Flashlines:  The Saalt Cup has flashing (joining line/seam) traveling the length of the body on two “sides” as well as on the top side of the rim.  However, all of these are cleaned up nicely.

Markings:  The secondary rim is branded with “saalt” on the outside of the cup.

Colors:

Model 4: Saalt Cup Soft Firmness – Size Regular | Review

 

What’s included:

When purchasing the soft regular-sized Saalt Cup, you will receive the longer and wider cup in the softer version, a user manual, and a cloth storage pouch, all packaged neatly in a cylindrical box.

Who is it meant for?

According to the Saalt Company, the size regular is meant for individuals with a normal to heavy flow, and/or has a high cervix.  They also state that while flow and cervix height is important, you may also consider using this size if you have carried a pregnancy to term.

The soft version is the softer cup of the two firmness levels that they offer.  This firmness is suggested for individuals who are already experienced in using a cup, or have experienced any of the following with a firmer cup: bladder pressure, difficulty peeing with your cup in, difficulty pooping with your cup in, vaginal sensitivity, or increased cramping.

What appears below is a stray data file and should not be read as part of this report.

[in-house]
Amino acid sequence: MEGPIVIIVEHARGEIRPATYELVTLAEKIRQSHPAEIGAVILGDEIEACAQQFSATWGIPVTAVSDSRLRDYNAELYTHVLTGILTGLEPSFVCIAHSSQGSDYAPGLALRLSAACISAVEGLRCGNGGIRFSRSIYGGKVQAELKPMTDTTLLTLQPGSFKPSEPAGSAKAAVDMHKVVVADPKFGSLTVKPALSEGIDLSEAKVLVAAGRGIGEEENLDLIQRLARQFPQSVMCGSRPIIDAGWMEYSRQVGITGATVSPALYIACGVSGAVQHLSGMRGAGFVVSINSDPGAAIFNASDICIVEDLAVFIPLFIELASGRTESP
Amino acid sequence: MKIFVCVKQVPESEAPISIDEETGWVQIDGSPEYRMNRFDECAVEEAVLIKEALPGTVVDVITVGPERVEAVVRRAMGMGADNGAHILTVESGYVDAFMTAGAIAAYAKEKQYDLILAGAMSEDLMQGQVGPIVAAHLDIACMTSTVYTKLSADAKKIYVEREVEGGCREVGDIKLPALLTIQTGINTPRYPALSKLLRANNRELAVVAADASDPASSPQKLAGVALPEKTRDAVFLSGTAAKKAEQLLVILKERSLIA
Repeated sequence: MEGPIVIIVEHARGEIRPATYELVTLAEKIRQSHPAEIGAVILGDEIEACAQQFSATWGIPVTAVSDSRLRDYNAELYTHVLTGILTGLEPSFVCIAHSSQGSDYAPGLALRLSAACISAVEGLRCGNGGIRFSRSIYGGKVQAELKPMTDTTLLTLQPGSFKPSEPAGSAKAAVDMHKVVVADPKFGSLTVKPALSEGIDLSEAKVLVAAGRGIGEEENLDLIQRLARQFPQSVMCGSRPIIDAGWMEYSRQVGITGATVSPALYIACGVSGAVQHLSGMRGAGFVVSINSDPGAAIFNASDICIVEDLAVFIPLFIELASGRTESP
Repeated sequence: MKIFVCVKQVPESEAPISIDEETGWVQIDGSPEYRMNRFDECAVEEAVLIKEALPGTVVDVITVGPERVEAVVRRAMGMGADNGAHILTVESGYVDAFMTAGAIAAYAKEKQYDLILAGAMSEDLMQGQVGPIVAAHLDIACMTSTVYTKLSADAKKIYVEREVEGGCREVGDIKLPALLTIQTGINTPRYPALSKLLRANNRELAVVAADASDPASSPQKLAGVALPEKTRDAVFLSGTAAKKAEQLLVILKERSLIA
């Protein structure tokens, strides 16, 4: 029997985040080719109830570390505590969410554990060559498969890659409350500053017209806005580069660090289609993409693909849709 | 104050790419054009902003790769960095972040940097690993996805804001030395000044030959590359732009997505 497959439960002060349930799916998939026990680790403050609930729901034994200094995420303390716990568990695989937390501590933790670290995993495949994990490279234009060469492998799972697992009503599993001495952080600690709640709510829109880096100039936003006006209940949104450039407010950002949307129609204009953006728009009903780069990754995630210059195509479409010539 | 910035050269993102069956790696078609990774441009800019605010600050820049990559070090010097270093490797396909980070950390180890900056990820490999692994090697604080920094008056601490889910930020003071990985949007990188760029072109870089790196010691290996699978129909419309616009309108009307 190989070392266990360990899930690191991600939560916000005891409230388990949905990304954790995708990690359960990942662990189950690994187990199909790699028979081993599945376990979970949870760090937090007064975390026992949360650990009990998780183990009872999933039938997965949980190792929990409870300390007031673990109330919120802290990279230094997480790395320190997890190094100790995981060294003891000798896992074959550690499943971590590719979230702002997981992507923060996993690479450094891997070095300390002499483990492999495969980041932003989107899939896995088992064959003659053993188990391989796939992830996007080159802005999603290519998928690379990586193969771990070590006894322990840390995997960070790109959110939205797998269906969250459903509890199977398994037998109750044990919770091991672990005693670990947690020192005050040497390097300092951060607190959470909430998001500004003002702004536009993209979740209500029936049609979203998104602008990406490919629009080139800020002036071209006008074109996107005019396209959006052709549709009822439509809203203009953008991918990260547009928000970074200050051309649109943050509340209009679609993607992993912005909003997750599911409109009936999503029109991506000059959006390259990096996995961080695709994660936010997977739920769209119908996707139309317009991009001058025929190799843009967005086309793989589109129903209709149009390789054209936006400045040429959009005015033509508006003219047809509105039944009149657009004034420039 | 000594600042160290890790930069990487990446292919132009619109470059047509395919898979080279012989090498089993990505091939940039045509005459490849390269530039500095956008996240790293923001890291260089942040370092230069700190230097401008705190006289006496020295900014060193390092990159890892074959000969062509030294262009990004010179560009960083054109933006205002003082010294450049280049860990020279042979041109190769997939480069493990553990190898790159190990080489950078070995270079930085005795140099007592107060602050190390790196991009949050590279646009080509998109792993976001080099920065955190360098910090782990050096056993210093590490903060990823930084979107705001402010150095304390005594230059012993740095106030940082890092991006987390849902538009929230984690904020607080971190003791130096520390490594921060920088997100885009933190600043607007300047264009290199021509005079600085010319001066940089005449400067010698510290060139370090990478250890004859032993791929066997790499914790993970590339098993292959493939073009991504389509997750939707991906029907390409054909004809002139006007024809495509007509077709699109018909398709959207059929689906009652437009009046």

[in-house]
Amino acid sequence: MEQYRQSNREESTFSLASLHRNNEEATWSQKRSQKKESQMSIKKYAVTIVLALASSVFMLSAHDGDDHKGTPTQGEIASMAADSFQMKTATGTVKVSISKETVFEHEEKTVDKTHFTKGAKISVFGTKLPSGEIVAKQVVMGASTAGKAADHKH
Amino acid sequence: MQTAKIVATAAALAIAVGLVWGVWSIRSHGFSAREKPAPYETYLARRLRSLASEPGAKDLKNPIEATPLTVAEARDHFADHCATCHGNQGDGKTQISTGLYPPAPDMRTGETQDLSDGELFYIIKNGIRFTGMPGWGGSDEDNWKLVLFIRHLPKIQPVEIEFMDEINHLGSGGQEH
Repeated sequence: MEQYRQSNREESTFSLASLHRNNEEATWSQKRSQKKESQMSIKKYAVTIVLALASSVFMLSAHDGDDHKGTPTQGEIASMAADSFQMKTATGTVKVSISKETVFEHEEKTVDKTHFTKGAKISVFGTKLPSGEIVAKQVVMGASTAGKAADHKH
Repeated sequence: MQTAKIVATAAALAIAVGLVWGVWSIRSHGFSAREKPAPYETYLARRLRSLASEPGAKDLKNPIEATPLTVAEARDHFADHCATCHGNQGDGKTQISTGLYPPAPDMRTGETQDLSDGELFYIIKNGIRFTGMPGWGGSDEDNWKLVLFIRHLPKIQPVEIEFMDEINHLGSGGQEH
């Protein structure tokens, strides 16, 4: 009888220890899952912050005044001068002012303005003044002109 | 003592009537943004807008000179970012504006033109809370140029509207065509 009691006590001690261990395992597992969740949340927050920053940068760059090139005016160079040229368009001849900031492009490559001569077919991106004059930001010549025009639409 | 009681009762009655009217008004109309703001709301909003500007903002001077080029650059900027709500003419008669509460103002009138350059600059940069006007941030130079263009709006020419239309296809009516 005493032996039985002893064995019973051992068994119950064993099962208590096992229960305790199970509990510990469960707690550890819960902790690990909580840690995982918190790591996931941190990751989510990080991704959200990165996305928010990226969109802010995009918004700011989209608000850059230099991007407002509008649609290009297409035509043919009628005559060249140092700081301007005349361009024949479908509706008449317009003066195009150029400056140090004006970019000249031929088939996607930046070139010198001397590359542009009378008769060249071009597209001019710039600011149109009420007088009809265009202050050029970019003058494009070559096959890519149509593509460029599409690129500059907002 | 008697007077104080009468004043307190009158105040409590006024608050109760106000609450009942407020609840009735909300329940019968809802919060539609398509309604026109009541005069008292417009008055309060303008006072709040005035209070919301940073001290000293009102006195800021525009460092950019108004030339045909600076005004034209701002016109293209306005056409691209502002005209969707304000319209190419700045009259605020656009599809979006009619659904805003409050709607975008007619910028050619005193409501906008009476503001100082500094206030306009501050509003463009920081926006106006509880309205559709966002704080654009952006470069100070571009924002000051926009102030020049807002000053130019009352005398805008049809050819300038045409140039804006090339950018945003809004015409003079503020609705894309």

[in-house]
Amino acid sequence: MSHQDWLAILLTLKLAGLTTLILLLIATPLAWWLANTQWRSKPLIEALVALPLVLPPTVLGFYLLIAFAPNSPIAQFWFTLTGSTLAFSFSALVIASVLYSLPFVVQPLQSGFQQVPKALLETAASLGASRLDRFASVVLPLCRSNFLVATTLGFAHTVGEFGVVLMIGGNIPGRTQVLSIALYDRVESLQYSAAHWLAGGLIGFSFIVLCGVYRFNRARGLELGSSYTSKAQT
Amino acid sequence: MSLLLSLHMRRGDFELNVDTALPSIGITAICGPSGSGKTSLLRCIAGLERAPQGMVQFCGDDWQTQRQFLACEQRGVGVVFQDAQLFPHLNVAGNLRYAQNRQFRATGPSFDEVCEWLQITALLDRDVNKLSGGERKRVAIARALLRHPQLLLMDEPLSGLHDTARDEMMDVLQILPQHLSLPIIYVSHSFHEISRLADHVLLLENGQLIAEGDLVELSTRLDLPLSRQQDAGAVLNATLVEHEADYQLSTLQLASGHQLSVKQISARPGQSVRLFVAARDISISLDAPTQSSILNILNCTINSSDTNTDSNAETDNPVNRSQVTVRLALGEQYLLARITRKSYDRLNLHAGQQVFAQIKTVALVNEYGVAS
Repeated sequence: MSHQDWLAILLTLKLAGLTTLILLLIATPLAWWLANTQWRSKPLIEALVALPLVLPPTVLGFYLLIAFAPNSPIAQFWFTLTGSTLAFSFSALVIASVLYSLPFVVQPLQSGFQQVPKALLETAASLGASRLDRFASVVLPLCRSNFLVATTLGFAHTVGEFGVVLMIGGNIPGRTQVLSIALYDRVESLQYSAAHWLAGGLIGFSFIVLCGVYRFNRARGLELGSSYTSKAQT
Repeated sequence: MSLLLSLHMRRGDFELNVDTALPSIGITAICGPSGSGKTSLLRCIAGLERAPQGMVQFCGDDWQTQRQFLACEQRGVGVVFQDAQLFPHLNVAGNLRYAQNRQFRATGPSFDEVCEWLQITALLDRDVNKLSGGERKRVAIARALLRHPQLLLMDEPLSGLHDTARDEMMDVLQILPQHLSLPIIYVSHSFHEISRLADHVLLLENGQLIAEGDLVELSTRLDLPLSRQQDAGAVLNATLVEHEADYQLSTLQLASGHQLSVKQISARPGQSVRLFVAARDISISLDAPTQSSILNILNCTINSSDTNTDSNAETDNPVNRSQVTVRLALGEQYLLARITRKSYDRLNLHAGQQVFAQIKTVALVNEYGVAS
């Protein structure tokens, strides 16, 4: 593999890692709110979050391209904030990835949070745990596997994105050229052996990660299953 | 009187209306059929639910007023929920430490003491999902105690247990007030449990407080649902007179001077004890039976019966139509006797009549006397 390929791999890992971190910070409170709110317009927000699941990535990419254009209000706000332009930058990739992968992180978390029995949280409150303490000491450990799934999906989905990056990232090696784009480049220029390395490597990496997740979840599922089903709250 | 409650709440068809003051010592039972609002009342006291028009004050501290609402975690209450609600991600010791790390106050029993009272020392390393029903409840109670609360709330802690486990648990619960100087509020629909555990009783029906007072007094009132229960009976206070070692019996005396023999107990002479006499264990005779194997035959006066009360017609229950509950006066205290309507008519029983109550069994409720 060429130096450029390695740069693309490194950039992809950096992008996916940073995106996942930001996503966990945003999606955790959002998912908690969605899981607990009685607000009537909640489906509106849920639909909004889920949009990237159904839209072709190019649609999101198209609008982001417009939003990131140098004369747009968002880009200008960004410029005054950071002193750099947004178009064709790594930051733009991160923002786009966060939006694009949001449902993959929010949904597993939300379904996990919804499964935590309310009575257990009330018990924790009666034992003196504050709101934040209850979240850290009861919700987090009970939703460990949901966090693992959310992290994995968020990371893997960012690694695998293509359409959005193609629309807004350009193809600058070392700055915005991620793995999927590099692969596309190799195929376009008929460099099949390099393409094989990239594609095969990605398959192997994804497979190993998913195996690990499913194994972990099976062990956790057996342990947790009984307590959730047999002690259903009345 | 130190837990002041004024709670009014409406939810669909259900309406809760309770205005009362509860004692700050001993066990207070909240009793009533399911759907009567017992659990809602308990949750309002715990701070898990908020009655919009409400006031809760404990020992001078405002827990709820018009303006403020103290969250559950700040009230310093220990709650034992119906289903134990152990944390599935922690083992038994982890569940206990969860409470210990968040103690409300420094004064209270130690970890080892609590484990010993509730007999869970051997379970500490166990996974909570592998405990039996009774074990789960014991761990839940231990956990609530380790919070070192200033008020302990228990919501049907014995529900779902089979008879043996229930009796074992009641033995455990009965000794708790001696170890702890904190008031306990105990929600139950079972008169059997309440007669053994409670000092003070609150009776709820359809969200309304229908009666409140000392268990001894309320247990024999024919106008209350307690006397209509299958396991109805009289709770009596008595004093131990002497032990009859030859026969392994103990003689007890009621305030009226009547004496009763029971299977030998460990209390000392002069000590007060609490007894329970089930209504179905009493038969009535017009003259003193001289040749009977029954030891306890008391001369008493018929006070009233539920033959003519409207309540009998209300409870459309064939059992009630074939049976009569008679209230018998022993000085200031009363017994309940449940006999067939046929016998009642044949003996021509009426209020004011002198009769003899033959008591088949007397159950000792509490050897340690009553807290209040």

Personally, as a medium to high cervix individual, the regular size cup was easier to reach, but not always.  I was glad that I left most of the stem intact because I needed to use it to rock my cup down before I could pinch the base.  I’ve heard similar cases for others who also have a medium to high cervix.

Since this cup is a tad shorter than many other large-sized cups, it would migrate and sit higher around my cervix.  This may have compromised some of the capacity as my cervix sat deeper into the cup and took up some of the space.

Because of the rounded body and softer silicone, as well as a softer rim, getting the soft version Saalt Cup to open may need some adjustment.

Features: